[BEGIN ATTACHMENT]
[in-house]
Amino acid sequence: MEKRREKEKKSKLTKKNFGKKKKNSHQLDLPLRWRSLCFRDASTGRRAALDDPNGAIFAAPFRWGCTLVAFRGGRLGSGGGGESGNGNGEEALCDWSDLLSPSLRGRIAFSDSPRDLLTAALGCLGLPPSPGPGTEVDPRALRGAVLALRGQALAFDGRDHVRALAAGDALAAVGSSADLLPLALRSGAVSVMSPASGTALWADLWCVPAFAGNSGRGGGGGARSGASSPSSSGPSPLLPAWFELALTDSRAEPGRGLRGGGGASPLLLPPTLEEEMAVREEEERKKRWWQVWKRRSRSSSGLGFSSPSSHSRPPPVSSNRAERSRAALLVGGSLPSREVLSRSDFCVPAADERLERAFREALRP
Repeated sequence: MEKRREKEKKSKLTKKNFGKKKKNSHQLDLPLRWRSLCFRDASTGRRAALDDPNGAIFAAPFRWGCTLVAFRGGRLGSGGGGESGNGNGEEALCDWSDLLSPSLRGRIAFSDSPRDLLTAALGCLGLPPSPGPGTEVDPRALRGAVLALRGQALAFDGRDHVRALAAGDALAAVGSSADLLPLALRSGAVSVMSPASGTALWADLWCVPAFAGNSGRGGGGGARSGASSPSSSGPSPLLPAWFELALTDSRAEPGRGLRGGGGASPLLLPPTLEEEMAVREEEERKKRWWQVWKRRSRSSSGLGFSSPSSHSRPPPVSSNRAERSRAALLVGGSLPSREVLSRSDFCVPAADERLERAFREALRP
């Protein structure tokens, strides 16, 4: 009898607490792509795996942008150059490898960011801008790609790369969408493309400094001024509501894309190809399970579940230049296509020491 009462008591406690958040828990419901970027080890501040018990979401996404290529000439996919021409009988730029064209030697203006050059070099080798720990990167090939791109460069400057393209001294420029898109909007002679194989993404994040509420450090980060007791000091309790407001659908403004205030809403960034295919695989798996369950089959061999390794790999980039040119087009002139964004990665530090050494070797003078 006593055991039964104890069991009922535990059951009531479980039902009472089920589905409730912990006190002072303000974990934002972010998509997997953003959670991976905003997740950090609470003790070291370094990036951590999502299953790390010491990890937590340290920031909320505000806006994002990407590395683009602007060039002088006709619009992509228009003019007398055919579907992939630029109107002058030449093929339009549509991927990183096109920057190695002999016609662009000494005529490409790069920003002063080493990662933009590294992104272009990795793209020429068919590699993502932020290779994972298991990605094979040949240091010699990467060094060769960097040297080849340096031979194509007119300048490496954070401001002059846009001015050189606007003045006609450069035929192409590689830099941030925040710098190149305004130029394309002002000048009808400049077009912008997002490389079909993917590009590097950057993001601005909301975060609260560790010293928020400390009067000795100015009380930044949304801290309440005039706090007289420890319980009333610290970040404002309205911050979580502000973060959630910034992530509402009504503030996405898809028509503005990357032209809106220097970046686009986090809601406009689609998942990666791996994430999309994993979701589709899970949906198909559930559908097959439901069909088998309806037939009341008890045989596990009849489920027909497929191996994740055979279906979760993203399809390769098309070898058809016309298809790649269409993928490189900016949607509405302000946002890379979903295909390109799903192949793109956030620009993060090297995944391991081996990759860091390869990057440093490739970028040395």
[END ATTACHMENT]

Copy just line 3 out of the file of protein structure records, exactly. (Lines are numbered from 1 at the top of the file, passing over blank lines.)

Repeated sequence: MEKRREKEKKSKLTKKNFGKKKKNSHQLDLPLRWRSLCFRDASTGRRAALDDPNGAIFAAPFRWGCTLVAFRGGRLGSGGGGESGNGNGEEALCDWSDLLSPSLRGRIAFSDSPRDLLTAALGCLGLPPSPGPGTEVDPRALRGAVLALRGQALAFDGRDHVRALAAGDALAAVGSSADLLPLALRSGAVSVMSPASGTALWADLWCVPAFAGNSGRGGGGGARSGASSPSSSGPSPLLPAWFELALTDSRAEPGRGLRGGGGASPLLLPPTLEEEMAVREEEERKKRWWQVWKRRSRSSSGLGFSSPSSHSRPPPVSSNRAERSRAALLVGGSLPSREVLSRSDFCVPAADERLERAFREALRP